Plans for a proposed Devlin and Emmerich Godzilla trilogy were scrapped but a cartoon was still made. The cartoon featured the lone surviving Godzilla and some familiar characters, the main difference was this beast had his trademark breath attack (albeit a green ray instead of blue) and he was a hero who defended his friends from many other strange monsters. The cartoon series ran for 2 seasons and was a hit with fans as it presented a Godzilla more akin to his Japanese cousin, incidentally Dean Devlin and Roland Emmerich had little to do with the cartoon series. The one great thing that Godzilla did do is to reignite the Godzilla love for some "dormant" fans and it also spawned a whole new generation of children who will hopefully grow to love Godzilla as much as I also Toho and Tristar still have a very successful partnership wherein Tristar releases Toho's films in America and gets a cut of the profits and Toho gets a good amount of stateside exposure, currently there are no plans for a continuation of the Godzilla series in America, for now it seems the American Godzilla is dead, but you never know what could arise in the future, if we fans have learned one thing in Godzilla's extremely long history it is to expect the unexpected.


PART 6: FINAL ANALYSIS


GINO DeadHere's the last question, why did Godzilla fail? Was it his change in appearance? Was it his different attitude, personality, sexuality? Was it that the audience expected too much? Was it the poor acting? Was it the cheesy jokes? Was it the total disregard for what real fans have come to know and love as Godzilla? Well to answer those questions is yes, yes to all of them, but there is more, and for that I'll let our good friend Dean Devlin finish this essay "Well, I don't want to comment on someone else's films, but I can say ­ from my own experience ­ that when I concentrated only on the effect and not on the character and story, then the effect didn't have any power. The reality is, when we made Godzilla, we broke ground effects-wise. We did things that had never been done before ­ and some things that still haven't been duplicated. Yet, when people talk about great effects in movies, no one ever talks about Godzilla... and believe me, it's not the quality of the effects ­ it's really because you aren't involved, so the effects didn't have the impact on you. That ending sequence in Godzilla when he's walking on the bridge ­ that's a completely digitally created bridge, digital brick, digital creature, the wires are digital, digital planes ­ it was an amazing breakthrough and no one had ever done anything like that before ­ yet people don't really talk about it. The bottom line is that we had not earned the love of that character at that moment. Had we... Had I ­ I'll take full responsibility ­ had I done a better job in writing the script, I think we'd still be talking about Godzilla today.14 I think what went wrong with GODZILLA is my fault," says the candid Devlin. "I think I did a really bad job of writing that script." 15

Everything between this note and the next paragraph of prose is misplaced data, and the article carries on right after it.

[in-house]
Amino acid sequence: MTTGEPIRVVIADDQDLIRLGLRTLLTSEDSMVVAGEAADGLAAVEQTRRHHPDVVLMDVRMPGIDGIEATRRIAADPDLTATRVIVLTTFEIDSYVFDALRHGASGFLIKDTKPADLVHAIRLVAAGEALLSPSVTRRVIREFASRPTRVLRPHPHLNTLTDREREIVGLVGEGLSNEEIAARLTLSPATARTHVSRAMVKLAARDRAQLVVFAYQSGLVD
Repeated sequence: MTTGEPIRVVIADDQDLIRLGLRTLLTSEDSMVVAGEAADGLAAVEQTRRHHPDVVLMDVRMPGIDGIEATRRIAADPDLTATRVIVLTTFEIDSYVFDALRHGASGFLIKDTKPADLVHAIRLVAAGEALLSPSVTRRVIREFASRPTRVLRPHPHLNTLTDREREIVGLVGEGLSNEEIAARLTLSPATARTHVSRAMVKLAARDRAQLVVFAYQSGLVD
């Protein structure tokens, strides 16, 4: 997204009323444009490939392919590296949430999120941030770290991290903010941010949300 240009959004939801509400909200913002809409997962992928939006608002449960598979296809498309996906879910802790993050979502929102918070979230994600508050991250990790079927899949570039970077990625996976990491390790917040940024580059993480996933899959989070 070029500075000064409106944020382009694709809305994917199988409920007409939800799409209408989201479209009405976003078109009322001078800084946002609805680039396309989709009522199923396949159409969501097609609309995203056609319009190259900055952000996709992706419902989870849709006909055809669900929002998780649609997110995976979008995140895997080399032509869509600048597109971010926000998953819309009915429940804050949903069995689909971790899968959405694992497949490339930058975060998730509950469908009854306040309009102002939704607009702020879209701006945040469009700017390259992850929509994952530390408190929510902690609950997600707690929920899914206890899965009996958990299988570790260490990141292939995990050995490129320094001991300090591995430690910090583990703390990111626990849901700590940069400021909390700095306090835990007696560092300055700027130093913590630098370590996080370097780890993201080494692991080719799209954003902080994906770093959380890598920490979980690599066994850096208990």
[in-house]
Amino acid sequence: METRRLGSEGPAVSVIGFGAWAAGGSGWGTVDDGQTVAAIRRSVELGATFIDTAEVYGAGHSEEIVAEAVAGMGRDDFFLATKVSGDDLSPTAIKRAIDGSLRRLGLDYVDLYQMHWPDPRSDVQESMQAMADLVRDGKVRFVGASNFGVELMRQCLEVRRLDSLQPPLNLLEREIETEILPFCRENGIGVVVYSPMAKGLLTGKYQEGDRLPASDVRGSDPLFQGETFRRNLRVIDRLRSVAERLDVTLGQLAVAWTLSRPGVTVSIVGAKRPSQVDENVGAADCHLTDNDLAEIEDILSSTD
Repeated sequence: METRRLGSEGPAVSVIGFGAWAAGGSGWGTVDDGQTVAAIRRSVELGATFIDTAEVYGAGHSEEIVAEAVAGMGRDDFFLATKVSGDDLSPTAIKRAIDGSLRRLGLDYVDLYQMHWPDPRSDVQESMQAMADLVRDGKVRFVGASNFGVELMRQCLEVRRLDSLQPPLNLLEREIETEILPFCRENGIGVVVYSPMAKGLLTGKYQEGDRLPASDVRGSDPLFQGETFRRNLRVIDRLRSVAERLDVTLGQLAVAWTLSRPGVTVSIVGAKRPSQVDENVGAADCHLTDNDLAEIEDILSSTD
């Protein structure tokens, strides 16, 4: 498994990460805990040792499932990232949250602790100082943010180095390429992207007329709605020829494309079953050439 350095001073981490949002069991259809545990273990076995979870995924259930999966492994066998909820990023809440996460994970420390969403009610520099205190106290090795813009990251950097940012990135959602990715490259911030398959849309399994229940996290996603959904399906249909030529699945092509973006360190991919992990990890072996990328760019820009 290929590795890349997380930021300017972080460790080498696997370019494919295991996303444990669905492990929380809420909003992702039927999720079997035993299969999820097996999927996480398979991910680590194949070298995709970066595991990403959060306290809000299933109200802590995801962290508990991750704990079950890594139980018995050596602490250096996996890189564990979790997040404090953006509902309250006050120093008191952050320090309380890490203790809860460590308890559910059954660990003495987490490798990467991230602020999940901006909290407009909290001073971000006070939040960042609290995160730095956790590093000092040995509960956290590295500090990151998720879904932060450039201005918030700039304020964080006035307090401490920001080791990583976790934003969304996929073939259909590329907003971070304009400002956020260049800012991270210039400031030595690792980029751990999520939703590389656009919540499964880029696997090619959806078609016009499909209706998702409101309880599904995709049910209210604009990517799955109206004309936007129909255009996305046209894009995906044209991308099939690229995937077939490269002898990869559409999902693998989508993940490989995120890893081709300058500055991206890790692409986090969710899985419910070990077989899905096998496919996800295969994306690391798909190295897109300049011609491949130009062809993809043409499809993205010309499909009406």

BIBLIOGRAPHY & FOOTNOTES
  1. Japan's Favorite Mon-Star, Steve Ryfle, pg. 333
  2. Japan's Favorite Mon-Star, Steve Ryfle, pg. 334
  3. Japan's Favorite Mon-Star, Steve Ryfle, pg. 333
  4. Japan's Favorite Mon-Star, Steve Ryfle, pg. 333
  5. Japan's Favorite Mon-Star, Steve Ryfle, pg. 333
  6. Japan's Favorite Mon-Star, Steve Ryfle, pg. 333
  7. http://www.scifi.com/transcripts/scifi.con2.0/DeanDevlin.html
  8. http://msn.eonline.com/News/Items/0%2C1%2C3154%2C00.html
  9. http://tvplex.go.com/buenavista/ebertandroeper/archive/611.html
  10. Japan's Favorite Mon-Star, Steve Ryfle, pg. 345
  11. Japan's Favorite Mon-Star, Steve Ryfle, pg. 346
  12. Japan's Favorite Mon-Star, Steve Ryfle, pg. 346
  13. Japan's Favorite Mon-Star, Steve Ryfle, pg. 346
  14. http://filmforce.ign.com/articles/365/365034p1.html
  15. cinescape.com

NUMERICAL INFORMATION. All financial information and dates gathered from Japan's Favorite Mon-Star by Steve Ryfle and from Boxofficemojo.com